Phelps Q.E.,Big Rivers and Wetlands Field Station | Phelps Q.E.,Southeast Missouri State University | Tripp S.J.,Big Rivers and Wetlands Field Station | Herzog D.P.,Big Rivers and Wetlands Field Station | Garvey J.E.,Southern Illinois University Carbondale
Restoration Ecology | Year: 2015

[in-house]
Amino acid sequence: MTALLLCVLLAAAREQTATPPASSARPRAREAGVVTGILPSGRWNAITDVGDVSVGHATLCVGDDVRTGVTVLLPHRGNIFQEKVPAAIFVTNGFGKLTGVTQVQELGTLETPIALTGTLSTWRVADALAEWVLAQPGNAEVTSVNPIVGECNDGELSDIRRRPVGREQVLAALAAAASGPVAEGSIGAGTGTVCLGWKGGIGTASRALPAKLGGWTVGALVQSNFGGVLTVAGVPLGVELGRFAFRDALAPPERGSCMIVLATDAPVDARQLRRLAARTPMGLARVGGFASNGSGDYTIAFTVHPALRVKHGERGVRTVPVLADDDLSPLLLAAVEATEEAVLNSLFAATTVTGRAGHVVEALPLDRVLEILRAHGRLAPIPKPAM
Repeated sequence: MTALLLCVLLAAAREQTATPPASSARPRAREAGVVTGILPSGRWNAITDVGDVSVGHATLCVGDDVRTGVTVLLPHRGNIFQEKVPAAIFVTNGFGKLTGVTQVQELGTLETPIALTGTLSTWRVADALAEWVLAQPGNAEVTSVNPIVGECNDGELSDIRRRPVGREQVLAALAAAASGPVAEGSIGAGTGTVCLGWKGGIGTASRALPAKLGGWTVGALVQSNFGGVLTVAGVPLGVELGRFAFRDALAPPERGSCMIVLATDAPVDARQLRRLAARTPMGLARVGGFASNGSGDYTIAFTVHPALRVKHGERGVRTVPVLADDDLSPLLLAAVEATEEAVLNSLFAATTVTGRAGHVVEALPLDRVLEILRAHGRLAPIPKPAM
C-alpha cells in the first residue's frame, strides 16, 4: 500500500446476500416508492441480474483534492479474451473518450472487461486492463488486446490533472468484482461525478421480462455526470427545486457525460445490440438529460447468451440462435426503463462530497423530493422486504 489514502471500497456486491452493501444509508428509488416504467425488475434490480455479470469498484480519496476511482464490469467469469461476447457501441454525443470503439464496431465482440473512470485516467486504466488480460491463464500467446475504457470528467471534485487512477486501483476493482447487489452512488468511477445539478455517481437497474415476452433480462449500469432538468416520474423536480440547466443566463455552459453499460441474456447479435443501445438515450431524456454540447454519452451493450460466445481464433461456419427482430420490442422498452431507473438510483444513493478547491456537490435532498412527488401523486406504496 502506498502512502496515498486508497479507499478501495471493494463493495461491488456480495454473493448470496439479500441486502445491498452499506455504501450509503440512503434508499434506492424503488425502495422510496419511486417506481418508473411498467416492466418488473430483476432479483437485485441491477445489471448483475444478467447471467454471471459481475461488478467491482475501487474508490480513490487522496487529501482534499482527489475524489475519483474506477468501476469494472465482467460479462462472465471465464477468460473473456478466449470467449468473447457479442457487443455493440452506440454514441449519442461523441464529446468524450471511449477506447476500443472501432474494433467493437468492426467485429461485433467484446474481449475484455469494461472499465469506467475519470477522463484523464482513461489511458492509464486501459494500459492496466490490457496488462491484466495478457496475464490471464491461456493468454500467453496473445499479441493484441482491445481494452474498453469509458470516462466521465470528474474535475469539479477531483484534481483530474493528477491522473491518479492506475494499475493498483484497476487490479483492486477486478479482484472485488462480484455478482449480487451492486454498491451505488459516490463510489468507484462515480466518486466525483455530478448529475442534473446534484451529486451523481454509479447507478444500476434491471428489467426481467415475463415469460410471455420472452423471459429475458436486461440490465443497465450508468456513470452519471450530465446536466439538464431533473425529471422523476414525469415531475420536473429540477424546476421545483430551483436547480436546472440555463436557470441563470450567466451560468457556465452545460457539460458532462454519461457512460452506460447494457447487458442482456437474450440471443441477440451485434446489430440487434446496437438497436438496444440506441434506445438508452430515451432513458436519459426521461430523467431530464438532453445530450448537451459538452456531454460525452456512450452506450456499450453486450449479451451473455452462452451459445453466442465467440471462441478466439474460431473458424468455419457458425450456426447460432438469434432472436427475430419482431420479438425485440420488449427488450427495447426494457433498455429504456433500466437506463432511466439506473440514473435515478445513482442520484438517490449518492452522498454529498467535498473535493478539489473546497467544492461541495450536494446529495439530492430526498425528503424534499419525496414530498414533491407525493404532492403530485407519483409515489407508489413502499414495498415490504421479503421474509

Studies have demonstrated the importance of the synergistic relationship between large rivers and adjacent floodplain connectivity. The majority of large rivers and their associated floodplain have been isolated through a series of expansive levee systems. Thus, evaluations of the relative importance of floodplain connectivity are limited due to the aforementioned anthropogenic perturbations. However, persistent elevated river levels during spring 2011 at the confluence of the Mississippi River and Ohio River prompted the U.S. Army Corps of Engineers to create large gaps in the levee system producing an expansive floodplain (i.e. the New Madrid Floodway). Specifically, the New Madrid Floodway (approximately 475 km2) in southeast Missouri was created to divert part of the Mississippi River flow during catastrophic floods and thus alleviate flood risk on nearby population centers. Given the historic flooding of 2011, the floodway was opened and provided an unprecedented opportunity to evaluate the influence of floodplain inundation on fish species diversity, relative abundance, and growth. We sampled the floodplain and the adjacent river at three stratified random locations with replication biweekly from the commencement of inundation (late May) through early October. Overall, we found that species diversity, relative abundance, and growth were higher in the floodplain than the main river. Our data support previous examinations, including those outside North America, that suggest floodplain inundation may be important for riverine fishes. Given these apparent advantages of floodplain inundation, restoration efforts should balance benefits of floodplain inundation while safeguarding priority needs of humans. © 2014 Society for Ecological Restoration. Source